I also have a coworker from Sri Lanka who speaks Japanese very fluently. He is much better at Japanese than I. His advice to me was to watch Japanese TV. He credits his fluency in Japanese to watching TV. Before he started watching lots of TV, he said used to have a hard time with Japanese.
There is also a comment on Steve's blog about watching TV that is not dubbed into your own language by Jamie.
I think one of the reasons that TV is such a great tool would be that you can get lots of input from TV. You don't need a native speaker or a teacher or a tutor. You can get as much input as you want from TV without relying on anyone else.
Steve, your point about TV programme dubbing is an important one which is often understated. I live in Holland, where nearly everyone speaks English. Kids are already functional well before the age when they receive formal English at school (not until 11 by the way). The reason is exposure, and by having a wealth of English-speaking programmes, films, cartoons etc. on TV that they like watching. i.e. Meaningful input.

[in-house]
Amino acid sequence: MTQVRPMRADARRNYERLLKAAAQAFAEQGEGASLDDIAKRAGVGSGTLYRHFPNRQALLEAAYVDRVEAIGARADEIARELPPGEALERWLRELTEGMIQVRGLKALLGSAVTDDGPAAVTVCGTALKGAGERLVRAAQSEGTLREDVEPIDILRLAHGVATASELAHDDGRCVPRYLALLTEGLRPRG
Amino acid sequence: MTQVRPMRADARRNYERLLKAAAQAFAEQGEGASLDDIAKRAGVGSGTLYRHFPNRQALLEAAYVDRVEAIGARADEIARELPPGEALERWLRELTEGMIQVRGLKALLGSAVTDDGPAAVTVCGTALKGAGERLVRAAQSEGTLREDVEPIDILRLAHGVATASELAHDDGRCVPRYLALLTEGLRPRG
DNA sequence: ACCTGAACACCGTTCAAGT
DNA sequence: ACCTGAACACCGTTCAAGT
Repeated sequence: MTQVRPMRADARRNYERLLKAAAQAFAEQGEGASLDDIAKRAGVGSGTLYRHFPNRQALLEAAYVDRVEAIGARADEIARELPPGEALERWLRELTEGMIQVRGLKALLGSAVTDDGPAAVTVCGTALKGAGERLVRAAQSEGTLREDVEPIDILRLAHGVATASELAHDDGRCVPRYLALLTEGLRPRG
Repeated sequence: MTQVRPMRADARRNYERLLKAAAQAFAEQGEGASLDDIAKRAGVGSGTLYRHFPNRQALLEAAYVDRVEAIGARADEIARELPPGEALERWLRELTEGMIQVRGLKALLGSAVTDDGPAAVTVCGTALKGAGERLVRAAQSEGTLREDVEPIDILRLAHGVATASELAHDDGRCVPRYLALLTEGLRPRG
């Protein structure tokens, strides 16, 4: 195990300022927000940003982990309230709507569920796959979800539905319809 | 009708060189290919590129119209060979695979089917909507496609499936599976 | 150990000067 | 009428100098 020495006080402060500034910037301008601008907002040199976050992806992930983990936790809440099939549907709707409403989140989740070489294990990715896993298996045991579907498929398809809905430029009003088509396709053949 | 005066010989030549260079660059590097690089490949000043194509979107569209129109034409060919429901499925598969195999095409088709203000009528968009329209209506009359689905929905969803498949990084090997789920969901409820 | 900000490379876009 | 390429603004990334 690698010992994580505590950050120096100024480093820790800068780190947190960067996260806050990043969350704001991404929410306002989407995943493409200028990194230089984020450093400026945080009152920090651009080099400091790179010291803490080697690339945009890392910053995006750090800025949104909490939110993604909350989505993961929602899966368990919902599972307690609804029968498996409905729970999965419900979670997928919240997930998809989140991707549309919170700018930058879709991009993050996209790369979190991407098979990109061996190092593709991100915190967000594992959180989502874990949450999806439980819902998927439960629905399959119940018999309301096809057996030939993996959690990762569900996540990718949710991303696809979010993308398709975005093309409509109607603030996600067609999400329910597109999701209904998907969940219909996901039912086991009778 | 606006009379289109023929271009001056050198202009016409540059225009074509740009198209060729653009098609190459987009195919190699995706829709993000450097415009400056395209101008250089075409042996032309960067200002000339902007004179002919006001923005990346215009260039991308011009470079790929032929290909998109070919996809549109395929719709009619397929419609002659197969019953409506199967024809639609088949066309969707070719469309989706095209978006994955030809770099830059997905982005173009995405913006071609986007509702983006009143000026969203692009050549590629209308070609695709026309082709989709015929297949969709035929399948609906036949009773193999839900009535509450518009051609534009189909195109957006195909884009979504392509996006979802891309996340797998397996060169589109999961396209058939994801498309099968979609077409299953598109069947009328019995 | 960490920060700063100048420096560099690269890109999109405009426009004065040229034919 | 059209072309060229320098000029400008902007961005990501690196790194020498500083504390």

My Dutch neighbours speak excellent English, not through schooling or of necessity through work, friends etc., but by what they watch on TV: English programmes and films (often using Dutch or even English subtitles). They have made this point themselves.
The situation is not the same in other European countries, such as France and Italy, where programme dubbing is commonplace. And the average standard of English in these countries is much lower, despite the fact that English is taught in schools.